Haceta Head Lighthouse

December 8-10, 2014

Carl G. Washburn Memorial State Park

Out stay was a bit on the soggy side but we really didn’t mind. We seem to be getting used to rainy weather. It seems to rain a little every day, some days more and some days less. We usually see the sun for a little while each day too, even if only for a few minutes.

The temperatures have been moderate – mid-50s to low 60s during the day and low 50s at night.

As with the other Oregon state parks we camped in, this one was also very nice, although the facilities were somewhat older. The showers looked particularly run down, the concrete floors appearing to be 50 years old.

Our campsite was supposed to have full hookups (for $26 a day), but when I went to plug in our electrical cord I saw a sticker saying not to dump our tanks into the sewer because it may overflow. I guess it was OK to hook up your sewer hose if you then opened your dump valves to continuously drain your tanks. But we don’t dump our tanks until they are full or until we are getting ready to leave. We really couldn’t take advantage of the sewer hookup. So we paid the $24 per day water/electric rate. No one made a fuss over it.

Campsite

Campsite

Access to the trail leading to the day use area and beach was right next to our site. We hiked the trail, running across an older gentleman (even older than me) who chatted with us for about an hour.

Haceta Head Lighthouse

It was raining steady and hard when we visited the Haceta Head Lighthouse. We had to bend forward and push ourselves into the wind. We were in full rain suits and waterproof boots. We took our older waterproof digital camera. We were ready.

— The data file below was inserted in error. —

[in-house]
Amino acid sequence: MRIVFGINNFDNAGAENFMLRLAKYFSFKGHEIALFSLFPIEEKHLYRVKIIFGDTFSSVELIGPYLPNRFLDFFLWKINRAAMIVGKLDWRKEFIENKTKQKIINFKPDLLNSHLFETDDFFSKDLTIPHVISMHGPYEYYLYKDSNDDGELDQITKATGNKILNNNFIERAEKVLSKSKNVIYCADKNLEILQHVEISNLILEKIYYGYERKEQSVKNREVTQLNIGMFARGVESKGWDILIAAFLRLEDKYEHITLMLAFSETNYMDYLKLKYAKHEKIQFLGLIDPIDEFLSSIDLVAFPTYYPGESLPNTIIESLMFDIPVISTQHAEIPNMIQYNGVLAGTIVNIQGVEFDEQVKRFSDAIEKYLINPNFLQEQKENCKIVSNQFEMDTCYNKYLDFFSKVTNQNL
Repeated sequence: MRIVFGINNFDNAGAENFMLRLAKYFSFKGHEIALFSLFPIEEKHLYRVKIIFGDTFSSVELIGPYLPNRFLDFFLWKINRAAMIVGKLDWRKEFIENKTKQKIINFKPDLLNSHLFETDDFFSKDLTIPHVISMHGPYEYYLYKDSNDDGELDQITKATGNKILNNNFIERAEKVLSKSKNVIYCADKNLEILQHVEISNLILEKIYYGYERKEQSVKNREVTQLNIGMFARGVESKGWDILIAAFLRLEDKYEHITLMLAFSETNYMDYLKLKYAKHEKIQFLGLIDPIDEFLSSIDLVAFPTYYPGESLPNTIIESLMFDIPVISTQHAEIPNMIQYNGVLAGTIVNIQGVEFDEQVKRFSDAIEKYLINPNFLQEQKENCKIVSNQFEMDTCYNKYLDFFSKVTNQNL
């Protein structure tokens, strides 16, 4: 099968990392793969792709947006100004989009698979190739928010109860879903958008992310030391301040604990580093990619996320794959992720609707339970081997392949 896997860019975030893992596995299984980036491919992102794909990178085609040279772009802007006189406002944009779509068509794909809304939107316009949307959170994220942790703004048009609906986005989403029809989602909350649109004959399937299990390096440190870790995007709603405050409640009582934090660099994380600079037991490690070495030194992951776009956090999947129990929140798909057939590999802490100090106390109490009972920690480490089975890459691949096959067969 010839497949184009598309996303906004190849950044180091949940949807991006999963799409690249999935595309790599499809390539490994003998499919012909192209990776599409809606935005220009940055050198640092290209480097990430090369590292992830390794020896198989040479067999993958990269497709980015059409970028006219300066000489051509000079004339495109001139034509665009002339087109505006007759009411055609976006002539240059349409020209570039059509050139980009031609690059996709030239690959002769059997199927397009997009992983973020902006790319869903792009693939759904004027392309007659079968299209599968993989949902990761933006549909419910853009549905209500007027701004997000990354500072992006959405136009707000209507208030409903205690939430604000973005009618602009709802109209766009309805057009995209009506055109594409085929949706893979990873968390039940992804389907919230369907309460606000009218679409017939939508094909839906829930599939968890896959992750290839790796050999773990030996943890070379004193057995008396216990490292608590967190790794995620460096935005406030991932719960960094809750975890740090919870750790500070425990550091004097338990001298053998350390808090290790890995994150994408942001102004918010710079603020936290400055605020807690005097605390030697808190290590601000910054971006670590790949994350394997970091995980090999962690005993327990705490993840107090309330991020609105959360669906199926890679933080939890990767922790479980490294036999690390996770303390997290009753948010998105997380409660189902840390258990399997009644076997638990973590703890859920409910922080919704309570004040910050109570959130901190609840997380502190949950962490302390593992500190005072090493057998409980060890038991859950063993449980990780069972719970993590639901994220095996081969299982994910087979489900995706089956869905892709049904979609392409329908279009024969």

Haceta Head Lighthouse

Haceta Head Lighthouse

I love these old lighthouses. If I had been a 19th century nerd, I would have marveled at the science and engineering behind this pre-GPS navigational system, which the park did a good job of describing.

The lighthouses along the Oregon coast were sighted as high as possible but below fog level and close enough together so their light envelopes overlapped. The flash could be seen up to 21 miles away. A ship captain, knowing which lighthouses he was looking at, could triangulate to determine his position. Just like a GPS does.

Oregon lighthouses

Oregon lighthouses

The science behind the light is pretty neat too. The beacon was lit by kerosene lamps and turned by a clock-like mechanism.

Fresnel lens

Fresnel lens

Fresnel lens

Fresnel lens

The lighthouse keeper and his two assistant lighthouse keepers lived close to the lighthouse, but not right next to it. The lighthouse keeper’s home is no longer standing. In the photo of the assistant lighthouse keeper’s home you can see Haceta Head Light in the lower left. They had a little board walk going from the homes to the lighthouse that had a railing they could cling to in high wind and fog so they didn’t get lost.

Assistant lightkeeper's house with lighthouse in background

Assistant lightkeeper’s house with lighthouse in background

A lighthouse keeper’s life was anything but easy. The light had to be kept lit and turning 24/7 in any and all weather conditions. That clock like mechanism had to be manually reset every two and a half hours. In addition, they had to grow, raise, hunt or fish for their food.

Still, one of their few perks was the spectacular scenery, even on a storm tossed day like this one.

Looking south from Haceta Head Light

Looking south from Haceta Head Light

 Sea Lion Caves

One of our must-see stops was supposed to be the Sea Lion Caves just a mile south of Haceta Head Lighthouse. But Holly called them first to make sure the sea lions were actually in the cave and was told they weren’t. The storm was kicking up twenty foot swells and the sea lions were out somewhere riding it out. We have to appreciate their honesty and plan to stop in the next time we travel the coast. Their website is www.sealioncaves.com

J

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